Early this year, I noticed I'd put on some lockdown-weight. I wasn't super worried but wanted to get back to my typical, healthier weight level.
My first intuition in this situation was, "let me go on a diet." Diets can work. But they are expensive: you spend willpower every day on avoiding the delicious-but-bad-for-you kind of food. Then I recalled a principle I've lived by in my work: "if you can measure it, you can improve it."
In a few minutes, I ordered a scale on Amazon to track my weight. I decided to step on the scale every morning and not try to change my actions in any other way.
In the first few weeks, my weight was pretty stable. Then it started climbing. At some point, I figured out why: overeating carbs. There are other factors in body weight, but carbs show up pretty reliably in my short-term weight and have a long-term weight impact. Now I had a tight feedback loop: every morning, I evaluated whether I overate carbs the last day.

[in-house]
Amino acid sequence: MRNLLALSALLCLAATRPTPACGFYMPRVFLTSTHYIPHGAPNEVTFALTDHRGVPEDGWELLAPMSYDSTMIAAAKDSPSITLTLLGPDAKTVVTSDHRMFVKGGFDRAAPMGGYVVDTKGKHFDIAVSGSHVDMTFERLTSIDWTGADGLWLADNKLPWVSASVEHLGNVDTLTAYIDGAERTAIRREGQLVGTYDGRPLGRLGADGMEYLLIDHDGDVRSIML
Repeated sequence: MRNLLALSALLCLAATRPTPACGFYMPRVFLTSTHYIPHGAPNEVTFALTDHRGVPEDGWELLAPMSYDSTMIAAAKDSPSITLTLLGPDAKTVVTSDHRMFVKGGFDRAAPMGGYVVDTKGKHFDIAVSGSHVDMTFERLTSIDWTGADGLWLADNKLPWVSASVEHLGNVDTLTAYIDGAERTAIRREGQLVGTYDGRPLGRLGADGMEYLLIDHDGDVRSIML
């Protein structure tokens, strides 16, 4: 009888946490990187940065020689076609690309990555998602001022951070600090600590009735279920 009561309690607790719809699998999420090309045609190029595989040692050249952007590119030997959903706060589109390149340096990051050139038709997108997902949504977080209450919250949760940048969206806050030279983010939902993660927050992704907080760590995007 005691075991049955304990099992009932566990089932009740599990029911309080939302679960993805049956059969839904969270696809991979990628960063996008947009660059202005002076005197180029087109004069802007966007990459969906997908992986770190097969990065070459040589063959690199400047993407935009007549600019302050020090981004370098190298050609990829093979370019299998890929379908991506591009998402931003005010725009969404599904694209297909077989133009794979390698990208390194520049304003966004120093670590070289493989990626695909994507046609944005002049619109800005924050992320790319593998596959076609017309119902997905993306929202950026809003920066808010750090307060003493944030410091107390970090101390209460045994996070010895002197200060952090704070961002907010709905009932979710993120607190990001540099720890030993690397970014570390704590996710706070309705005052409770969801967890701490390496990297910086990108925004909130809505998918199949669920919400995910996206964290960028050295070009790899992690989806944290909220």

It has worked. My weight's slowly been coming down to my normal range. Looking back, buying the scale was the only intervention needed. I didn't need to spend much willpower elsewhere: daily weighing gave me a signal that reinforced helpful behaviors. Sometimes measuring is enough of a nudge that good day-to-day choices become easy.
There are more examples. At Veriff, Gallup Q12 surveys helped me figure out which issues to prioritize to make my team a better place to work. A friend's continuous blood glucose monitor helps him understand which foods cause sugar spikes. And, of course, almost every organization has KPIs in place to track daily, weekly, or quarterly progress.
Data does not help in all situations. But in your business and your personal life, it mostly does. Measurement gives a window into how your actions impact what you care about. A tighter feedback loop.